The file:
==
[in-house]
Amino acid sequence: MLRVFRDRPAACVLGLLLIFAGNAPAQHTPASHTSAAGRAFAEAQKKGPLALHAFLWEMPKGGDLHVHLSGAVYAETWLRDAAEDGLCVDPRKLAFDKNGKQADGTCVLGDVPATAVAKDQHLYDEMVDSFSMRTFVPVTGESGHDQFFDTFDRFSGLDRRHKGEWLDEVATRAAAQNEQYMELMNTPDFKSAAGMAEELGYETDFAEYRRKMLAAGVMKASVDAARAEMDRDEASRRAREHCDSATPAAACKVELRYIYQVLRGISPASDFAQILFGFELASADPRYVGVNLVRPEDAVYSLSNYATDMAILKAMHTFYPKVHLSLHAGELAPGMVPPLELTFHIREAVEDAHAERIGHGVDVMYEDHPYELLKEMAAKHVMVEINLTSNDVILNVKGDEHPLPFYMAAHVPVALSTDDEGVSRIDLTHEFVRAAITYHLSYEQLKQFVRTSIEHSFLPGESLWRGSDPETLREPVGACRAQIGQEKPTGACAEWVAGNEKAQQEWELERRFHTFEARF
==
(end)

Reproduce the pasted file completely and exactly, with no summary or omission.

[in-house]
Amino acid sequence: MLRVFRDRPAACVLGLLLIFAGNAPAQHTPASHTSAAGRAFAEAQKKGPLALHAFLWEMPKGGDLHVHLSGAVYAETWLRDAAEDGLCVDPRKLAFDKNGKQADGTCVLGDVPATAVAKDQHLYDEMVDSFSMRTFVPVTGESGHDQFFDTFDRFSGLDRRHKGEWLDEVATRAAAQNEQYMELMNTPDFKSAAGMAEELGYETDFAEYRRKMLAAGVMKASVDAARAEMDRDEASRRAREHCDSATPAAACKVELRYIYQVLRGISPASDFAQILFGFELASADPRYVGVNLVRPEDAVYSLSNYATDMAILKAMHTFYPKVHLSLHAGELAPGMVPPLELTFHIREAVEDAHAERIGHGVDVMYEDHPYELLKEMAAKHVMVEINLTSNDVILNVKGDEHPLPFYMAAHVPVALSTDDEGVSRIDLTHEFVRAAITYHLSYEQLKQFVRTSIEHSFLPGESLWRGSDPETLREPVGACRAQIGQEKPTGACAEWVAGNEKAQQEWELERRFHTFEARF